Martin Bristol returns to where it all began: the home where he was kidnapped from. But he is not the boy who disappeared over 10 years ago. Tortured and abused at the hands of his psychotic... Read allMartin Bristol returns to where it all began: the home where he was kidnapped from. But he is not the boy who disappeared over 10 years ago. Tortured and abused at the hands of his psychotic captor, Graham Sutter, Martin is damaged beyond repair. Lurking in the shadows of suburbi... Read allMartin Bristol returns to where it all began: the home where he was kidnapped from. But he is not the boy who disappeared over 10 years ago. Tortured and abused at the hands of his psychotic captor, Graham Sutter, Martin is damaged beyond repair. Lurking in the shadows of suburbia, he stalks and kills without remorse. Special Agent William Perkins follows Martin's tra... Read all
The problem is, there's clearly an artistic vision behind Stevan Mena's Malevolence 3: it's trying really hard to be a throwback to 1980s slasher horror, with the antagonist fundamentally being a legally distinct version of Michael Myers and the narrative sharing the same sort of structure you'd expect from a Friday the 13th film, and yet, somehow, it never gets to the point of actually invoking that sensation of authorship. The direction is profoundly incompetent, on the first 10 minutes alone you'll find everything from poor editing choices (the film starts with a static frontal shot of a house and then cuts to a pan that goes from a tree to the exact same house, as if it's only now establishing a location) to poor performances (the very first line delivery sounds hilariously unnatural) and the occasional rubbish ADR (two characters have a conversation where one of them was clearly recorded in post with an entirely different microphone), however, despite these blunders, the actual camerawork and sound quality is just average enough to pass for an actual movie - and interestingly, that's actually to its detriment, since it turns a potential so-bad-it's-good experience into one where it's just a bad film plagued by jarring issues all around.
Narrative-wise, Malevolence 3 can be boiled down to every single slasher movie ever made, like it's built around a generic blank slate that's the filmmaking equivalent of a videogame asset flip. There's a mysterious mute killer on the loose in a small suburban American town, and there are a couple of teenagers who decide to spend the night over together, and I mean, it's not hard to see where it goes from here. Unsurprisingly, most characters have no more development than the most basic stock archetypes - you see, one of the girls dresses immodestly and has loud sex in her bedroom, which means she's the extroverted dirtbag character, whereas the other one reads books and refuses to engage in premarital intercourse, which means she is the pure and kind-hearted one! - and their arches primarily consist of being inert cannon fodder for the really bland and rudimentar kill scenes, eventually leaving no room to any actual character growth. Equally pitiful is the attempt at trying to establish a historical setting: apparently, the film is meant to be set during the 90s, and director Mena seems to think that merely adding an old iMac to the protagonists' bedroom and having some characters driving around in a Mercury sedan is enough to fully convince the spectator of that, never mind the obviously contemporary fashion, interior decoration, dialectic mannerisms and the 2010s police Dodge Charger just all making their way into the frame throughout the length of the film. And although I guess directly commenting on the ending would no longer make this a spoiler-free review (as much as there's anything worth spoiling), it might suffice to say that, if you've watched any sequel to a slasher that's trying to set itself up as a franchise, you probably know exactly how it's going to go.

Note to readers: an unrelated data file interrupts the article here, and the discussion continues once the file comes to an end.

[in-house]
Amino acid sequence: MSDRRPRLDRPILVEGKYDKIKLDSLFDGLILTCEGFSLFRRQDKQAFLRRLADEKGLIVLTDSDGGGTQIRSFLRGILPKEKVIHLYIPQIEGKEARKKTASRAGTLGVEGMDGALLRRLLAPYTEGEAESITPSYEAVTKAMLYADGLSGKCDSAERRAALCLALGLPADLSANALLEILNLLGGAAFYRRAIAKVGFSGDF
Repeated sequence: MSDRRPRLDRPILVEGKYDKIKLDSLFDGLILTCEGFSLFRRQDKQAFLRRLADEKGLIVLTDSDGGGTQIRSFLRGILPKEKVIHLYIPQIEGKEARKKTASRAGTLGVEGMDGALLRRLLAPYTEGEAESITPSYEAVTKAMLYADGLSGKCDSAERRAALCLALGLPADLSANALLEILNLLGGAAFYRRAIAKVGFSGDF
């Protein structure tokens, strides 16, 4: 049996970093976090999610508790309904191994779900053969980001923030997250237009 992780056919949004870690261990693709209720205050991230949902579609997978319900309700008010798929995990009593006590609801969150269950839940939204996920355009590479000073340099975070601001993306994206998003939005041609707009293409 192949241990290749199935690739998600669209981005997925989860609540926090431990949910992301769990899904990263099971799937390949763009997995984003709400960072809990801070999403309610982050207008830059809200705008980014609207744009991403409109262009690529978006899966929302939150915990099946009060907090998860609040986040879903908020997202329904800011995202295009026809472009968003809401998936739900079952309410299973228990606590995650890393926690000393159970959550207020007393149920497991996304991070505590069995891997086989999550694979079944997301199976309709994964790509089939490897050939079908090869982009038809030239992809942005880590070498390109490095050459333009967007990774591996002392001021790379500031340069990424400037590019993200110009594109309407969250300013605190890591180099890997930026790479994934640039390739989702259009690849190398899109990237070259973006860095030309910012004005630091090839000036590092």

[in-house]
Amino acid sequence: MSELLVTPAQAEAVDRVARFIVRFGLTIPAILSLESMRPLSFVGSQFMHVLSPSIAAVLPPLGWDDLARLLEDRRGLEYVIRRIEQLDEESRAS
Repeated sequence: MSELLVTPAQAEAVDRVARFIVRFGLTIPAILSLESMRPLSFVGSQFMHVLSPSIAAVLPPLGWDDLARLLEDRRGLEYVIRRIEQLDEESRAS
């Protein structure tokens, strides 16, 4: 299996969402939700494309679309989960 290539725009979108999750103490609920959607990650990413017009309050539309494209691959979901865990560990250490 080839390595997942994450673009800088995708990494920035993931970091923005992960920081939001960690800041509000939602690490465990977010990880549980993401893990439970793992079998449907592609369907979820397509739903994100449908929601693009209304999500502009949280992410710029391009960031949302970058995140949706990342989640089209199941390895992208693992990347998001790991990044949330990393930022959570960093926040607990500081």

The final product, above all, feels like an attempt at trying to appease to an old school crowd that grew up with the traditional 80s horror formula whilst failing to understand how that exact same formula is still in excessive use today, making this an utterly pointless effort in trying to recapture something that's already over-saturating cinema in the first place. It's not that throwback retro horror is inherently bad by itself, David Robert Mitchell's "It Follows" is an excellent example of that exact same sort of nostalgia done right: it retains the atmospheric wide shots, the night lighting and the hard synth soundtrack that wouldn't be out of place in a John Carpenter film, but it backs all of that with a far more sophisticated use of movement, composition, sound and editing, coupled with a narrative that explores some philosophically introspective reflections about sexuality and mortality, in a way that actually outgrows most of Carpenter's filmography and instead becomes its own thing. Ultimately, the fundamental difference between the concept of these two films is that Mitchell primarily took the aesthetics of his reference and added his own substance into it, while Mena is stuck with the vague ideal of a slasher movie that cannot have any more substance than its basic layout. In the end, it's no surprise that the result is just dull, derivative and painfully unremarkable.
- Mar 23, 2019